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Inequality, extractive institutions, and growth in nondemocratic regimes

Mizuno, Nobuhiro and Naito, Katsuyuki and Okazawa, Ryosuke (2012): Inequality, extractive institutions, and growth in nondemocratic regimes.

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Abstract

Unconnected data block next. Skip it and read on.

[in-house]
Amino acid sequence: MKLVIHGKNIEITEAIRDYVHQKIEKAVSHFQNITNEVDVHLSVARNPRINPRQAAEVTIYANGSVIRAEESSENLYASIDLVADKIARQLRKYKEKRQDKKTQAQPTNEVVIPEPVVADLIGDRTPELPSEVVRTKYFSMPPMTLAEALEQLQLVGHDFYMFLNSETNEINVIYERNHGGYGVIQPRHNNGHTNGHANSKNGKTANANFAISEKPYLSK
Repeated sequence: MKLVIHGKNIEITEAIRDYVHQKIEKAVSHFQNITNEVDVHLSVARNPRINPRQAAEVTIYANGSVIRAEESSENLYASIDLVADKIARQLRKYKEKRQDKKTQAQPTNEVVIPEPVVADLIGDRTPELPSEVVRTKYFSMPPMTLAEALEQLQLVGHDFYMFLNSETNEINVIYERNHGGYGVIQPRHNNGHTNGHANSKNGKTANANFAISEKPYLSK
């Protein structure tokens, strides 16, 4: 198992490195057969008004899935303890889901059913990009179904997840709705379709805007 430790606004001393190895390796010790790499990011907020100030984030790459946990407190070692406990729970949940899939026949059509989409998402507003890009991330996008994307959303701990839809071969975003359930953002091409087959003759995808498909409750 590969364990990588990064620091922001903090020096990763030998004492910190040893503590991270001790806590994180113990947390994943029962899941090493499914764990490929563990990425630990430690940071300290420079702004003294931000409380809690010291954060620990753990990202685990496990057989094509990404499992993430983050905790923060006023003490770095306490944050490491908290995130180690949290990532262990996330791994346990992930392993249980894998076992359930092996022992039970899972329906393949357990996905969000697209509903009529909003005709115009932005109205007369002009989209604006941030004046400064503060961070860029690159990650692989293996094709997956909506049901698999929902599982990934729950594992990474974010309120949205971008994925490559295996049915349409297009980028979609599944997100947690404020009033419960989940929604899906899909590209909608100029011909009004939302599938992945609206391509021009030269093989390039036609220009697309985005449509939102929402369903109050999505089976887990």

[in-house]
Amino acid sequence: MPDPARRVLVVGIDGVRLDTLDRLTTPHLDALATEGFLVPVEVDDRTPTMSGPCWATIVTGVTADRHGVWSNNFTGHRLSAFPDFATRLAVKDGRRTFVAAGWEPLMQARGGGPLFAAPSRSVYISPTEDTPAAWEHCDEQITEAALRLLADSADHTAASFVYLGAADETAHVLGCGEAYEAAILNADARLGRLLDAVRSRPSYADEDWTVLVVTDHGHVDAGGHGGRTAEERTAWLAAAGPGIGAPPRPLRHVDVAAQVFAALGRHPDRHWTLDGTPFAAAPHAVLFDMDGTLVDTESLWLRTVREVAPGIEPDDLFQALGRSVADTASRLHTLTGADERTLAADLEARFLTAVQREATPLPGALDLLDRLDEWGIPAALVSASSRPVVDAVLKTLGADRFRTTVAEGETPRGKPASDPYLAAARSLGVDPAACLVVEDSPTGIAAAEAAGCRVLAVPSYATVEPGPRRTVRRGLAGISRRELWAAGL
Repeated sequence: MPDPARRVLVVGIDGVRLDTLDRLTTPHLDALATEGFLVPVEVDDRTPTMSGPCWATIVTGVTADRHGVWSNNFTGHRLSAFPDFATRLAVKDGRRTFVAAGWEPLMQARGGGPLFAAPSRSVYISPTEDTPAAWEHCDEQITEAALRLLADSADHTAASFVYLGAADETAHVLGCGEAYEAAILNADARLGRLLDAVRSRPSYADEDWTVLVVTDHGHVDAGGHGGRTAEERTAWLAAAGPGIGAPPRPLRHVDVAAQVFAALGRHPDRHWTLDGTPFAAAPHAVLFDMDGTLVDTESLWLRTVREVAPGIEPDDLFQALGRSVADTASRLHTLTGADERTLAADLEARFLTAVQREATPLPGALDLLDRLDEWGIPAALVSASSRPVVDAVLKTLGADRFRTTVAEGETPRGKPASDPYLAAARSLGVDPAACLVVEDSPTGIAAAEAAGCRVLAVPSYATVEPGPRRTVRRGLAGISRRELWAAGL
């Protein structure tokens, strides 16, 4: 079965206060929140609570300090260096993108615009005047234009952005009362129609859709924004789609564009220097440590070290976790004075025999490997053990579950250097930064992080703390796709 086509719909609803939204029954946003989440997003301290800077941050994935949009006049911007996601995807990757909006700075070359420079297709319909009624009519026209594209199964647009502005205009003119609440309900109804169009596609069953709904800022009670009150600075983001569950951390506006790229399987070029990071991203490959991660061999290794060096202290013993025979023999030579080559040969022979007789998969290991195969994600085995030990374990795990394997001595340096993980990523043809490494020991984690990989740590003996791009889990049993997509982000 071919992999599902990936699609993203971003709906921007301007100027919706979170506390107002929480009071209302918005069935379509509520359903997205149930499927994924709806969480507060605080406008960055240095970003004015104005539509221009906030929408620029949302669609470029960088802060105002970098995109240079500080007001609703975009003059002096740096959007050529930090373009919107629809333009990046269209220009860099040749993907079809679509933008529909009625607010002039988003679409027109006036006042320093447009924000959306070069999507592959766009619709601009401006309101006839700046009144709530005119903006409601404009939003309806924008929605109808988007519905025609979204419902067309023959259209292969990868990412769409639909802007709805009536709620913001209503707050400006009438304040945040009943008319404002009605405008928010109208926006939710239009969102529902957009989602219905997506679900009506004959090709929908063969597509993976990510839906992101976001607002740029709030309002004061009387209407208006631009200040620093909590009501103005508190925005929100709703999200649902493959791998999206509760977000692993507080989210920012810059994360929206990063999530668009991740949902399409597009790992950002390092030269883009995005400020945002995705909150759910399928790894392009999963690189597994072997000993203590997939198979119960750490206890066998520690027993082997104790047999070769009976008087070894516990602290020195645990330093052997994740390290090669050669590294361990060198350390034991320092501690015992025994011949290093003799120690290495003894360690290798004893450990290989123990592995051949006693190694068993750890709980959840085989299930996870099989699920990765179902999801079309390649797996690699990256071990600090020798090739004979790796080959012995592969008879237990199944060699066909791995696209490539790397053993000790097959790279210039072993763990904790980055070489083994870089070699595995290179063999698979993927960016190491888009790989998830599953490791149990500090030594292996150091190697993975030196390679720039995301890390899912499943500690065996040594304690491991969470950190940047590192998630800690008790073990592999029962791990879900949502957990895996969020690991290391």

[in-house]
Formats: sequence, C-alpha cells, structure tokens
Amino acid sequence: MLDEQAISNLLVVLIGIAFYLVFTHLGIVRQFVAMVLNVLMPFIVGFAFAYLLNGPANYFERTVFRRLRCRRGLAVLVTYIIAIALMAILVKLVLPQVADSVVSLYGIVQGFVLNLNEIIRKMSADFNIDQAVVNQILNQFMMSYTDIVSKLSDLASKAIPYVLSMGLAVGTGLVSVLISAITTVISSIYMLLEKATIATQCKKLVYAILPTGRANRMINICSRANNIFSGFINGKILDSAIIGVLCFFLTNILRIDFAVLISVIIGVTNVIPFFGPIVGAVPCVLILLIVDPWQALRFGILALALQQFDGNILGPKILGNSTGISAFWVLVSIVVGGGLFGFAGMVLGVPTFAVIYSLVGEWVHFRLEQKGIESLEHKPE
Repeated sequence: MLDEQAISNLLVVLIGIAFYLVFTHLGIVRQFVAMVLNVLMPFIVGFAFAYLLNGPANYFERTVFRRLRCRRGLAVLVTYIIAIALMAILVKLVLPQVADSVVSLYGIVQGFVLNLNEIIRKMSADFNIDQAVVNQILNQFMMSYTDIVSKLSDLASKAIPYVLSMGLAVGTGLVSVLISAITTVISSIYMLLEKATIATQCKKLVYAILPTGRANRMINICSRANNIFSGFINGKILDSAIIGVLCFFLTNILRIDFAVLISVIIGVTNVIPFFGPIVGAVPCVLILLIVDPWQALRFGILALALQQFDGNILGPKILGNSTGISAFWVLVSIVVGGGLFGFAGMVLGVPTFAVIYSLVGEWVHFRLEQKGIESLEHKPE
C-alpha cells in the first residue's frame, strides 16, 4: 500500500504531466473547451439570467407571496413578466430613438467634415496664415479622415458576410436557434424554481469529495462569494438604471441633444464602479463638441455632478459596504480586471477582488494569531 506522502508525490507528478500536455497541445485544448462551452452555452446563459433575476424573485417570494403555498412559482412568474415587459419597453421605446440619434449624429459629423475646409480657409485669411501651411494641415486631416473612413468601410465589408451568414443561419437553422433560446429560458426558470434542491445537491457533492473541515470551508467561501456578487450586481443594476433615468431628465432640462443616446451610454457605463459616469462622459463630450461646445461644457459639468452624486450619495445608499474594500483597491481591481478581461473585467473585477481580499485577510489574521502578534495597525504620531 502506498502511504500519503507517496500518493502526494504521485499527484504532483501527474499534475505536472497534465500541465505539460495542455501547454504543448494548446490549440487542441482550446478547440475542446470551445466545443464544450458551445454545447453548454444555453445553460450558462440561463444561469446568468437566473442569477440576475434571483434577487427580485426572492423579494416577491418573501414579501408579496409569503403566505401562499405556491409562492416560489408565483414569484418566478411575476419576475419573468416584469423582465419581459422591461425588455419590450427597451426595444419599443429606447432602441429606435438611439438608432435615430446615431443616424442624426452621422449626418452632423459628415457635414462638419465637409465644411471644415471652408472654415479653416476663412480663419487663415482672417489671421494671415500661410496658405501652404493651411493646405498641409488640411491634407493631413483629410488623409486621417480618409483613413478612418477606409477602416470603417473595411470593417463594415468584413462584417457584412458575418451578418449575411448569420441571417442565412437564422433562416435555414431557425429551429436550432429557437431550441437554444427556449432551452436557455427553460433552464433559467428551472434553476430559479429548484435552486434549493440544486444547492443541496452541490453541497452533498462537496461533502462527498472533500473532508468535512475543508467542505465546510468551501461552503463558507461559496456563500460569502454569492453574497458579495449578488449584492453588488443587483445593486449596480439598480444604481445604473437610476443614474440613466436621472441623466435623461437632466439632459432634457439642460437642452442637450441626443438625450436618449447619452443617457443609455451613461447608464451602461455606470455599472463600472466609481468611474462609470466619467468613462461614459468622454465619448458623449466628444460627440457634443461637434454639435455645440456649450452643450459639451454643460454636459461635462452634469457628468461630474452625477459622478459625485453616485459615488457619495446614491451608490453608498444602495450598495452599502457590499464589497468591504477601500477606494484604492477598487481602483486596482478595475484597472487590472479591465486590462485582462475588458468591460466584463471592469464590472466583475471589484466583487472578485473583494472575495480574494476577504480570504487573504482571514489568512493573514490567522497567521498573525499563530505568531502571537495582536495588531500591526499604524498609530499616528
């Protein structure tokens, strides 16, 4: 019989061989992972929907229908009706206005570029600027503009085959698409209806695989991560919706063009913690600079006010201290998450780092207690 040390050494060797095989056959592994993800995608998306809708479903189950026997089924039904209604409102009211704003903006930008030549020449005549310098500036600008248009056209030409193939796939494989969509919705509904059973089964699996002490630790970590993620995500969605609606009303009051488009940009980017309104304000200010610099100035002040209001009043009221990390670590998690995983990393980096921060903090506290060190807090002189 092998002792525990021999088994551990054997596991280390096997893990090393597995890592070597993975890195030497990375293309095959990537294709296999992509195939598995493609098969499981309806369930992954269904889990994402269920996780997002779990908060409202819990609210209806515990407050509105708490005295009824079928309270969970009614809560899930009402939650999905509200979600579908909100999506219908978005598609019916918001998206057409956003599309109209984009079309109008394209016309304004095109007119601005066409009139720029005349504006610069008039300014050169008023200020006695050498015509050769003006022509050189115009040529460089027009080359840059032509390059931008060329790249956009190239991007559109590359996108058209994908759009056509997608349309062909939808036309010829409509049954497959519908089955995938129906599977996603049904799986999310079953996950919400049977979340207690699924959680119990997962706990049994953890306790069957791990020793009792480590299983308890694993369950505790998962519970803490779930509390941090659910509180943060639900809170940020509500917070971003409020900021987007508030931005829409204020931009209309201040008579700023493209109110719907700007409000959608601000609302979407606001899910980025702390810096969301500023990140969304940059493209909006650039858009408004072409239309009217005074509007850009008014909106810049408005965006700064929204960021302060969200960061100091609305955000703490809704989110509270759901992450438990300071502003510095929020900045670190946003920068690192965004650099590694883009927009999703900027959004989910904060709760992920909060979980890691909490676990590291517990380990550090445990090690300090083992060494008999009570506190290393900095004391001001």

This study investigates the effect of inequality on economic growth in nondemocratic regimes. We provide a model in which a self-interested ruler chooses an institution that constrains his or her policy choice. The ruler must care about the support share of citizens in order to keep power. Under an extractive institution, the ruler can extract a large share of citizens' wealth, but faces a high probability of losing power because of low public support. We show that inequality affects the ruler's trade-off between the expropriation of citizens' wealth and his or her hold on power. Large inequality among citizens makes the support share for the ruler inelastic with respect to his or her choice of institution. Thus, the ruler chooses an extractive institution, which impedes investment and growth. These results provide an explanation for the negative relationship between inequality and growth and the negative relationship between inequality and the quality of institutions, both of which are observed in nondemocratic countries.

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